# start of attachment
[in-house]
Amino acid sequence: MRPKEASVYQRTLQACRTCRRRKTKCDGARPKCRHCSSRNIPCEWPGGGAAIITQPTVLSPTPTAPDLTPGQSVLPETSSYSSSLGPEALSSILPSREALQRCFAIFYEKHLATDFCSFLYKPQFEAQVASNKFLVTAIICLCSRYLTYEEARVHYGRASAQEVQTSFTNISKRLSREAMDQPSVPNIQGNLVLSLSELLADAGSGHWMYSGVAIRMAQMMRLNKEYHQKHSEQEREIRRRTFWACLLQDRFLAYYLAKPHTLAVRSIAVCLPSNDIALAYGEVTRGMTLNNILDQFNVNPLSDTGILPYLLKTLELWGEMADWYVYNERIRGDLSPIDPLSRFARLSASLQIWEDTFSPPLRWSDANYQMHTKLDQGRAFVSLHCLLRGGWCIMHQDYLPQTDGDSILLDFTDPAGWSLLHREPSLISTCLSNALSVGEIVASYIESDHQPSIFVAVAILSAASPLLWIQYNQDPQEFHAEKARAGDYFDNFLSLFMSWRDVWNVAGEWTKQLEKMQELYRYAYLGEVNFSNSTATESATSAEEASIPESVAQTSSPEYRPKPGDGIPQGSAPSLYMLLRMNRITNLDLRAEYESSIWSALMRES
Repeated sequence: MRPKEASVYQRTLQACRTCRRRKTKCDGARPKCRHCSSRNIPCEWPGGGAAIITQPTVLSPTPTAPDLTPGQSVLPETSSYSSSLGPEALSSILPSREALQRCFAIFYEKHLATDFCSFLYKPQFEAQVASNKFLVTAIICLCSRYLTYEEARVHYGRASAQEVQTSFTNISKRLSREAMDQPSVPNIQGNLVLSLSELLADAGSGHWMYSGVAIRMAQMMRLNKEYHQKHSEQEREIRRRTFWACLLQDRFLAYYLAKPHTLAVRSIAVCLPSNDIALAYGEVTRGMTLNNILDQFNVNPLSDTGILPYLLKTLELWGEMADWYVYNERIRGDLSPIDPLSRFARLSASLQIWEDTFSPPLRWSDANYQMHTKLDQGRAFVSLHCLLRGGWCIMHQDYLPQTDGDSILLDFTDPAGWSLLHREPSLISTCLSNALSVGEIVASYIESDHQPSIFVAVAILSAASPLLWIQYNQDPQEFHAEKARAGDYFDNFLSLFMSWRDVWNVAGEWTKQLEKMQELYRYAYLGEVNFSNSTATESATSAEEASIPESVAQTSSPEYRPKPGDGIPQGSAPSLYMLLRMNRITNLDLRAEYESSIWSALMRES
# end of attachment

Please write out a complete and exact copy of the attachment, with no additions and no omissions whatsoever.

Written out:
[in-house]
Amino acid sequence: MRPKEASVYQRTLQACRTCRRRKTKCDGARPKCRHCSSRNIPCEWPGGGAAIITQPTVLSPTPTAPDLTPGQSVLPETSSYSSSLGPEALSSILPSREALQRCFAIFYEKHLATDFCSFLYKPQFEAQVASNKFLVTAIICLCSRYLTYEEARVHYGRASAQEVQTSFTNISKRLSREAMDQPSVPNIQGNLVLSLSELLADAGSGHWMYSGVAIRMAQMMRLNKEYHQKHSEQEREIRRRTFWACLLQDRFLAYYLAKPHTLAVRSIAVCLPSNDIALAYGEVTRGMTLNNILDQFNVNPLSDTGILPYLLKTLELWGEMADWYVYNERIRGDLSPIDPLSRFARLSASLQIWEDTFSPPLRWSDANYQMHTKLDQGRAFVSLHCLLRGGWCIMHQDYLPQTDGDSILLDFTDPAGWSLLHREPSLISTCLSNALSVGEIVASYIESDHQPSIFVAVAILSAASPLLWIQYNQDPQEFHAEKARAGDYFDNFLSLFMSWRDVWNVAGEWTKQLEKMQELYRYAYLGEVNFSNSTATESATSAEEASIPESVAQTSSPEYRPKPGDGIPQGSAPSLYMLLRMNRITNLDLRAEYESSIWSALMRES
Repeated sequence: MRPKEASVYQRTLQACRTCRRRKTKCDGARPKCRHCSSRNIPCEWPGGGAAIITQPTVLSPTPTAPDLTPGQSVLPETSSYSSSLGPEALSSILPSREALQRCFAIFYEKHLATDFCSFLYKPQFEAQVASNKFLVTAIICLCSRYLTYEEARVHYGRASAQEVQTSFTNISKRLSREAMDQPSVPNIQGNLVLSLSELLADAGSGHWMYSGVAIRMAQMMRLNKEYHQKHSEQEREIRRRTFWACLLQDRFLAYYLAKPHTLAVRSIAVCLPSNDIALAYGEVTRGMTLNNILDQFNVNPLSDTGILPYLLKTLELWGEMADWYVYNERIRGDLSPIDPLSRFARLSASLQIWEDTFSPPLRWSDANYQMHTKLDQGRAFVSLHCLLRGGWCIMHQDYLPQTDGDSILLDFTDPAGWSLLHREPSLISTCLSNALSVGEIVASYIESDHQPSIFVAVAILSAASPLLWIQYNQDPQEFHAEKARAGDYFDNFLSLFMSWRDVWNVAGEWTKQLEKMQELYRYAYLGEVNFSNSTATESATSAEEASIPESVAQTSSPEYRPKPGDGIPQGSAPSLYMLLRMNRITNLDLRAEYESSIWSALMRES